Obviously, one hopes that aspiring judges are, broadly speaking, familiar with the law they are charged with upholding. But Kennedy’s putative method of making this determination, like that of many law professors who are obnoxiously bad at the Socratic method, confuses form for substance. Before her nomination, Bjelkengren spent six years as an administrative law judge and four more as a state trial court judge, presiding over 130 cases that went to verdict. Her performance over several years as an honest-to-God judge, I would think, would be a more useful metric for evaluating her fitness to be a federal court judge than the alacrity with which she can match constitutional powers to Roman numerals and/or whether she happened upon the right statutory interpretation flash card the night before.

Please do not mistake me for offering a defense of Matthew Peterson, who, again, was up for a life-tenured trial court judgeship despite having roughly as much trial court experience as I do.  But also among Kennedy’s knockout-blow questions for Peterson was one about when he last read the Federal Rules of Civil Procedure and the Federal Rules of Evidence. “All the way through? Well, comprehensively, would have been in law school,” Peterson answered, the light in his eyes growing dimmer with each passing moment.

This, by my estimate, is the same answer you’d get from 98 percent of his colleagues in the legal profession, most of whom did not “comprehensively” read the Federal Rules of Evidence in law school, either. Even among practicing lawyers, the only people who sit down to “read” the Federal Rules of Evidence’s annual updates cover-to-cover are evidence professors, perverts, or some combination thereof. This is because the skills that are important to being a good lawyer, let alone a good judge, are not rote memorization of landmark cases or instant recall of pincites. As the Alliance for Justice’s Jake Faleschini put it to Headley, Kennedy’s conception of the law seems to ignore the fact that after their confirmations, judges will have access to things like libraries, clerks, WestLaw, and Google.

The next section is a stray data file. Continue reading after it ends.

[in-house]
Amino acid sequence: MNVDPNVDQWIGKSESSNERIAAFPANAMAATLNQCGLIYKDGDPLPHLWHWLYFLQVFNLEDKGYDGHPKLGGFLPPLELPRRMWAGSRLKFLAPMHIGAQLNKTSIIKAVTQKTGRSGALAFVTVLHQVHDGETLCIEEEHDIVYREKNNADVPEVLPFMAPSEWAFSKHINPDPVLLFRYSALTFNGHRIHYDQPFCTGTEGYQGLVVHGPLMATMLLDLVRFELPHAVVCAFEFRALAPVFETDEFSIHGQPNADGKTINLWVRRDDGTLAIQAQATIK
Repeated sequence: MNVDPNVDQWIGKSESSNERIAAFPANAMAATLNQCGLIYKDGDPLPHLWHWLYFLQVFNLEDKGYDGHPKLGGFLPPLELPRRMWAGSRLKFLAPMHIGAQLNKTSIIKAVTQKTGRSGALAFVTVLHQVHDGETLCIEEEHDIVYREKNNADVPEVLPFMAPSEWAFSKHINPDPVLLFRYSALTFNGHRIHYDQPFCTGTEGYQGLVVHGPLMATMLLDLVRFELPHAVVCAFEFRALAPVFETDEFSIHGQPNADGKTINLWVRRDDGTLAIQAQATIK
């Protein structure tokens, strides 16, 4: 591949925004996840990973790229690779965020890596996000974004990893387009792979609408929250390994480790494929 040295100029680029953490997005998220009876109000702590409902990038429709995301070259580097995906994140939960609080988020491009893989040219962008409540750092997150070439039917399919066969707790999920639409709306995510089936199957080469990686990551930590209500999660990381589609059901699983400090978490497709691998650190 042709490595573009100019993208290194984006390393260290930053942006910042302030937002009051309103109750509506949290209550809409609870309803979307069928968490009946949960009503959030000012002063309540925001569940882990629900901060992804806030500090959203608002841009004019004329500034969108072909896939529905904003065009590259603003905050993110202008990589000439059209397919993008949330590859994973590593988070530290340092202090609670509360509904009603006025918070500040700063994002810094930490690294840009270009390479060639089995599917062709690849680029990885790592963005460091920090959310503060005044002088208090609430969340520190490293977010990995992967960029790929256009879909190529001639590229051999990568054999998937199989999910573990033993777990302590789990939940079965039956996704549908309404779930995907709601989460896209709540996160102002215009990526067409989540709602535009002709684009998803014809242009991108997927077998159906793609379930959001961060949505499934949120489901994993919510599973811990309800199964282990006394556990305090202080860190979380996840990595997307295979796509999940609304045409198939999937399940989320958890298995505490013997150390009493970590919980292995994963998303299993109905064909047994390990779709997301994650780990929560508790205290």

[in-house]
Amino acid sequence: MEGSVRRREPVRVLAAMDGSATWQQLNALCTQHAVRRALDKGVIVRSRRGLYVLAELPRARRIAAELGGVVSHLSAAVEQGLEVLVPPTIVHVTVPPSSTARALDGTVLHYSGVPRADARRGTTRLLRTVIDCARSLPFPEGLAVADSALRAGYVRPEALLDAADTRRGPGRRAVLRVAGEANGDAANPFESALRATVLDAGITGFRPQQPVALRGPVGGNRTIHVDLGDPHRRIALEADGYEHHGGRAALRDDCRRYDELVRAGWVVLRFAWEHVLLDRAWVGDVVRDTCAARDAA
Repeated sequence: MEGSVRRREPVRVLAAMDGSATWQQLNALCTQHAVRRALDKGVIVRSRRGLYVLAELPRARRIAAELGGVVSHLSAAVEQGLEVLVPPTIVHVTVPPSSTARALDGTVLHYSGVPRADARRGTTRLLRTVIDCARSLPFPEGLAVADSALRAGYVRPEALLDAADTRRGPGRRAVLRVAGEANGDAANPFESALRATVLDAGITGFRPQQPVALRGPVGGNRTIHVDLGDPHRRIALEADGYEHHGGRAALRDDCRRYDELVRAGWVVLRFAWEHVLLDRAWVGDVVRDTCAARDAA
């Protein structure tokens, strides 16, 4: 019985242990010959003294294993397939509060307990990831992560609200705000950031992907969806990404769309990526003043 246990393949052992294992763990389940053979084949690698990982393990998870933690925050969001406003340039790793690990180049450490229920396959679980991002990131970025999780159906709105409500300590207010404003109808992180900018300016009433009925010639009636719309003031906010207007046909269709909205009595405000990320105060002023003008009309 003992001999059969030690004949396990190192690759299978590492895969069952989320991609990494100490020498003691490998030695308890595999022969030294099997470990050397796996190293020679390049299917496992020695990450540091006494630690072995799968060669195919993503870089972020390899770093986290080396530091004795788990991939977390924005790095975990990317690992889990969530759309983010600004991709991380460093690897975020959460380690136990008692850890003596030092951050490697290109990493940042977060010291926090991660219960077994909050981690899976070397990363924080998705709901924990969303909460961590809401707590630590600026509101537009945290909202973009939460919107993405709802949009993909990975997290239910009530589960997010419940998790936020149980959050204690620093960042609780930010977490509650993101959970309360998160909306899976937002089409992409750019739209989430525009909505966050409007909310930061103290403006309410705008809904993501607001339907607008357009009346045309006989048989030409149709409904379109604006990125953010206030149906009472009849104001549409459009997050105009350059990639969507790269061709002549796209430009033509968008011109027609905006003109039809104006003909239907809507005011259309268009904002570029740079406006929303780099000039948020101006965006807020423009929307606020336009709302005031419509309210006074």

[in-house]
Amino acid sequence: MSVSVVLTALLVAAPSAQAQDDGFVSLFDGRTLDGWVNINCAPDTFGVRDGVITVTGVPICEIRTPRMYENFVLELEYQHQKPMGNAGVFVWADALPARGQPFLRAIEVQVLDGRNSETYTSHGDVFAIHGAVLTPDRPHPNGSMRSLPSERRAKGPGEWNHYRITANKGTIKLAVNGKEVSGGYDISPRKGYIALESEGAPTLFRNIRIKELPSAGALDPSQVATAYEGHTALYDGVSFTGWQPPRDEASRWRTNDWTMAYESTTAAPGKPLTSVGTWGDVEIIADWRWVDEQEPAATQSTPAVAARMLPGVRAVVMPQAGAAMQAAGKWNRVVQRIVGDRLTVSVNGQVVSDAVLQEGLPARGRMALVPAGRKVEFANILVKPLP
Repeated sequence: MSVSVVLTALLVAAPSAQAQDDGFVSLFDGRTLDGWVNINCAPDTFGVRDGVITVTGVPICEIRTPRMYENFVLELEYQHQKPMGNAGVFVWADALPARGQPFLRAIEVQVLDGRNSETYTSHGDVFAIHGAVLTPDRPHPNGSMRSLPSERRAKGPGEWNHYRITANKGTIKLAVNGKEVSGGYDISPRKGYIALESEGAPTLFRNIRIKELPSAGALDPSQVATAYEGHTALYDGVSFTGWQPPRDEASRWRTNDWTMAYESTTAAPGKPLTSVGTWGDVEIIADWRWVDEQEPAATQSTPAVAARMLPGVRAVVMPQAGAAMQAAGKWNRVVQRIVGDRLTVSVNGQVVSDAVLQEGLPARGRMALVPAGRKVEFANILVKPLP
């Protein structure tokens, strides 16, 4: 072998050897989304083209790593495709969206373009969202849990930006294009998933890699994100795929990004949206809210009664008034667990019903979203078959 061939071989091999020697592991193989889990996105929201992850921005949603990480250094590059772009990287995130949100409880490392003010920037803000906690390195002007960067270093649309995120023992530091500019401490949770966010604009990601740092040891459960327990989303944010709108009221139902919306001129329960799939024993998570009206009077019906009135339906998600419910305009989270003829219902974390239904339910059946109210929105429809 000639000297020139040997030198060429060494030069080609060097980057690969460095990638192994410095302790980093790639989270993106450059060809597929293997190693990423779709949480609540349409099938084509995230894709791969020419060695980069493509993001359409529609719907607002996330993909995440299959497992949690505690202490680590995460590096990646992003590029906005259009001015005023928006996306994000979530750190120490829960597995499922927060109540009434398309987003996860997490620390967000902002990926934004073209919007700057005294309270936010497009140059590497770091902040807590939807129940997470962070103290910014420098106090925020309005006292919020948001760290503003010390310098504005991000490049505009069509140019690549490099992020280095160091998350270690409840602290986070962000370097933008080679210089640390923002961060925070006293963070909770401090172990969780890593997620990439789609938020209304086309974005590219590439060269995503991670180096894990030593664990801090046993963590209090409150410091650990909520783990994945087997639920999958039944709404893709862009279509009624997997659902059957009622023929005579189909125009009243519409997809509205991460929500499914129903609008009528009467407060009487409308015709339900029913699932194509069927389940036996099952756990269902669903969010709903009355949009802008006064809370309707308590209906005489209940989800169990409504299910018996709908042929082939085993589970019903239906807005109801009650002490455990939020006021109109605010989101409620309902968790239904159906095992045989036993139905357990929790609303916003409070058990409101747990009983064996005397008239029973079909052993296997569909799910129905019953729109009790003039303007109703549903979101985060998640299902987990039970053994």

Any lawyer will tell you that they forget almost everything they learn for the bar exam, an antiquated institution that exists mostly to line the pockets of test prep company executives. Reproducing this dynamic in the Senate Judiciary Committee yields nothing other than the occasional viral video, which sort of betrays their real purpose: Kennedy, like all senators, enjoys attention, and roasting someone for not knowing chapter and verse is a low-effort way to get it. Terrified nominees who spend their time trying to game-theory his likeliest trivia question are not learning anything; they’re just studying to a meaningless test, or at least, what they imagine that meaningless test might look like. 

Judicial confirmation hearings have long been more political theater than anything else. But Kennedy’s little stunts highlight just how silly and divorced from reality they’ve become. If a senator really cares about how a judicial nominee would perform if confirmed, there are better ways to figure this out that do not involve making someone squirm for the purpose of making someone squirm: questions about one’s judicial philosophy, for example, or about one’s values, or about how one views the role of a life-tenured judge in a political landscape in which life-tenured judges accrue more power with each passing year. Those questions would earn him fewer retweets, though; hence, more dumb gotcha bullshit instead.